I understand that in the seven weeks between the Jewish holidays of Passover and Shavuot we observe a period of mourning for the death of over 20,000 sages who died during this period. But for the 6 million Jews brutally murdered in the Holocaust we have only one day dedicated to mourning.

Why the imbalance?


You touch upon a painful question, especially for those whose families were murdered by the Nazis, may G‑d avenge their blood. Why are there not more days dedicated to mourning and commemorating the six million victims of the Holocaust?1

Rooted in the Destruction

To this day, the event that is considered most calamitous in Jewish history is the destruction of the Holy Temple in Jerusalem. The reason for this is twofold. First, the destruction signified an unparalleled spiritual disaster. Second, all subsequent suffering of the Jewish people is considered a result of that initial calamity.

This is true historically, and certainly spiritually. In Judaism, the observable reality and the spiritual reality are seen as reflective of one another. The loss of Jewish sovereignty with the Holy Temple's destruction meant that Jewish leadership was threatened, the Jewish High Court was unable to operate properly, the academies had to close or hide, and the level of scholarship and observance fell.

Concomitantly, the spiritual state of the Jewish people fell, and their fear of heaven and sensitivity towards holiness was diminished. The Jewish people were no longer able to experience G‑d's presence directly, as they had when visiting the Temple. In fact, we never recovered that level of spirituality. Rather, as time went on, we were increasingly at the mercy of foreign rule. Eventually, this resulted in the disbanding of the academies in Israel and Babylon, and the loss of a central Jewish authority, leading to further dispersion and distance from the height we enjoyed during Temple times.

The decimation of Rabbi Akiva's disciples was an important event within the downward spiral set in motion by the Temple's destruction. Rabbi Akiva was one of the most important rabbis in the generation immediately following the destruction. In his time, there were real hopes of reestablishing the High Court and rebuilding the Temple in Jerusalem. His disciples were on track to become the next generation’s teachers and leaders who would elevate the moral and spiritual stature of the people. With their death, another shockwave ran through the people, further distancing them from their hoped-for spiritual state. It was one more in a series of aftershocks the people experienced from the Temple's destruction.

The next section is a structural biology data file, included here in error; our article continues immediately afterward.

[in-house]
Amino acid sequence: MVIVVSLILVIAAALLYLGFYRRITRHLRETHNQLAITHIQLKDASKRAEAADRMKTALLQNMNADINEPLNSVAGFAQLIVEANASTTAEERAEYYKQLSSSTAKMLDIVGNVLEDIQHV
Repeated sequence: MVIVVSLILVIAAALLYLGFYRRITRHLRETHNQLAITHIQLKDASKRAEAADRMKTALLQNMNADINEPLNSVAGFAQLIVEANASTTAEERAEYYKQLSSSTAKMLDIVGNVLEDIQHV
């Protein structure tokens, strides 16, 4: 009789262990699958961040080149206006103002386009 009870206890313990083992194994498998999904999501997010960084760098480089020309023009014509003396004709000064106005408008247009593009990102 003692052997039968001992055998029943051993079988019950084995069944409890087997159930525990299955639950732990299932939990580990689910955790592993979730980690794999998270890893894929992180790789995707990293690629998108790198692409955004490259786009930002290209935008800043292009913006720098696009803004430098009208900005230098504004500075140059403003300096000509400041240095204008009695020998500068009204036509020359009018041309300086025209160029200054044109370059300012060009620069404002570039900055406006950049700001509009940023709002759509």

Thus, the original destruction of the Holy Temple was the catalyst for all the subsequent massacres perpetuated against us, including the Crusades, the Spanish expulsion and Inquisition, the Chmielnicki massacres in the 17th century, and the Holocaust.

In a way, our mourning for the Temple and the deaths of Rabbi Akiva's disciples commemorates what these unfortunate events effected for all future generations, down to the horrific destruction in our times.

Why Commemorate Past Events?

Why do we commemorate and mourn past events? What is the point?

The chassidic masters explain that there are no symbolic acts in Judaism. Every Jewish observance or tradition is meaningful, in the sense that the act itself is potent, not merely a representation of something else. For example, the thin cracker-like matzah we eat on Passover is not just a commemoration of our ancestors’ haste to leave Egypt. Consuming it actually enables us to experience liberation from personal constraints we face in our own lives.

When it comes to mourning, we read in Ecclesiastes, “The living shall take to heart.”2 G‑d directs us that our mourning should impress a lesson upon us.

In the case of the mourning period between the holidays of Passover and Shavuot, the Talmud explains that the students of the great sage and scholar Rabbi Akiva did not show respect for one another.3 Therefore, during this period of time we work on improving our interpersonal relationships, learning to respect others’ opinions even when we disagree.4

So what is the appropriate way to commemorate the victims of the Holocaust? How can the impact of the Holocaust serve as an impetus for a brighter future for Jews and Judaism (which is the ultimate way to honor them)?

Hitler’s goal was to destroy every last member of the Jewish nation.5 He wanted Jews to exist only in museums and military archives.6 Hitler despised the very “Jewishness” we received at Mount Sinai.7

Therefore, I suggest that our response should be to work on rebuilding the Jewish nation, based on the very traditions Hitler wanted to uproot.

See The Rebbe on the Holocaust from our Holocaust section.

Rabbi Shmary Brownstein
Ask the Rabbi for The Judaism